This one was pretty low key but AOC had their own Thunderbolt display at Intel's booth. No word on pricing or availability but hopefully we'll see more Thunderbolt equipped panels later this year, after Ivy Bridge systems start shipping with Cactus Ridge.


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  • damianrobertjones - Friday, January 13, 2012 - link

    "La la laaa laaaa laaa I don't want another cable for monitors laa laa laaa already have vga, dvi, DP etc laa laaa laaaa"
  • r3loaded - Friday, January 13, 2012 - link

    It's the same connector as DP. Don't want to use Thunderbolt? Just use a standard DP cable.
  • damianrobertjones - Friday, January 13, 2012 - link

    Oh... okay then. As Thunderbolt has been an exclusive apple lover (Until now) I've not seen any of the cables or really followed the threads.

    Thanks for the info!
  • coolkamio - Friday, January 13, 2012 - link

    Actually, is not the same connector.

    DP is one port, and Thunderbolt uses the "mini" version of DP, mini Display Port.
  • solipsism - Saturday, January 14, 2012 - link

    The mini-DisplayPort port is still DP, just another official port interface. USB has plenty of port interface types and they are all USB ports.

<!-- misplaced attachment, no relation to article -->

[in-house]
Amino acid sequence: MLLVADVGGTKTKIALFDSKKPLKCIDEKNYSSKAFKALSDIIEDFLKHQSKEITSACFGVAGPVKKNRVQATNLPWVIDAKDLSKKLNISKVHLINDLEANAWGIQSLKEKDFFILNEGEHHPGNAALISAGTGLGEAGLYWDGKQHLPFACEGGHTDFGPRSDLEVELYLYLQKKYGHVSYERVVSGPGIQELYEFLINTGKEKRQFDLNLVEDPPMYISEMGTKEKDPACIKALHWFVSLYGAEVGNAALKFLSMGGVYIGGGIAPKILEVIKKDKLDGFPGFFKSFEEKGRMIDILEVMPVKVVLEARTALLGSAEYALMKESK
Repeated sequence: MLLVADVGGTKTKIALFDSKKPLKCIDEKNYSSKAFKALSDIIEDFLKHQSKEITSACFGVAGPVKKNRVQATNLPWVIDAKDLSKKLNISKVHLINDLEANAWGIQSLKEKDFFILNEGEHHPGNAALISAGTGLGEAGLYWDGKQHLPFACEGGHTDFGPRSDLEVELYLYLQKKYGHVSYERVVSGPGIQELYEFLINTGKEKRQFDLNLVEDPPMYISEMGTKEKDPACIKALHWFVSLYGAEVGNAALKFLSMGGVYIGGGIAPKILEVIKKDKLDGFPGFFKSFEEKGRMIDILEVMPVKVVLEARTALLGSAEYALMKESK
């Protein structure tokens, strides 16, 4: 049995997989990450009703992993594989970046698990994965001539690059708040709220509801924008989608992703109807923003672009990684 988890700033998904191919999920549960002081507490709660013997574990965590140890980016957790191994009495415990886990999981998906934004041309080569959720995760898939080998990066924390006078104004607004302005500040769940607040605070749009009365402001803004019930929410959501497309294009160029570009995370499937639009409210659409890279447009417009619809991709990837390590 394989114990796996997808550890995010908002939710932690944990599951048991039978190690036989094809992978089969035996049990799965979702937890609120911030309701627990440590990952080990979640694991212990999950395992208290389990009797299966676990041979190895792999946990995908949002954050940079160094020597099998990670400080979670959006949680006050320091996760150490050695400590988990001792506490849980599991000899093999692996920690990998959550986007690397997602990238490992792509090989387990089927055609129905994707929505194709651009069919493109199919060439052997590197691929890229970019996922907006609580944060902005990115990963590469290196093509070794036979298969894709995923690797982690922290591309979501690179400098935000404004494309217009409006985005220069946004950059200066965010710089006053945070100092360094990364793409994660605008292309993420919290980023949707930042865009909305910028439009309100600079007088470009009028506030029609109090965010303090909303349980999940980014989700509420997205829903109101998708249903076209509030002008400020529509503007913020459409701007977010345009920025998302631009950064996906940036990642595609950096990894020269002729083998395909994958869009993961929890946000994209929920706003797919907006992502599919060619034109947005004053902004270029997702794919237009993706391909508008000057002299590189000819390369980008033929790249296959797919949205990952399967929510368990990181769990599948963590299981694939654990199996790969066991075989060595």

• KoolAidMan1 - Monday, January 16, 2012 - link

    Mini-Displayport is still DisplayPort. It has also been common for the last year, how else would they fit six video connectors to the AMD video cards that support six displays with Eyefinity?
  • phoible_123 - Saturday, January 14, 2012 - link

    Except that it isn't the same. You can attach a displayport device to a thunderbolt port, but you can't use a displayport cable with a thunderbolt device (or plug a thunderbolt device into a displayport). The thunderbolt cable is an active cable that includes a bunch of chips.

    Look at the documentation for Apple's Thunderbolt display - it only works with a Thunderbolt-enabled system.
  • MrX8503 - Friday, January 13, 2012 - link

    Uh...thunderbolt promotes single cable usage.
  • Deleted - Friday, January 13, 2012 - link

    Yeah, not really.
  • DanNeely - Tuesday, January 17, 2012 - link

    USB is a major counter argument. Back in the mid 90s a computer would typically have PS2 keyboard, PS2 Mouse, Serial, Parallel, maybe Midi/Game, and possibly an AT Keyboard plug. With the partial exception of PS2; USBs killed all of these on mainstream computers. Firewire has come and mostly gone. eSata never really made the transition from a geek to mass market standard. In both cases USBs success was a major factor in holding the challenger back.

    TB could potentially eat all the current generation of cables coming out of the back of PCs; although unless costs fall fast I doubt we'll see it anywhere except as a notebook docking connector on higher end models.

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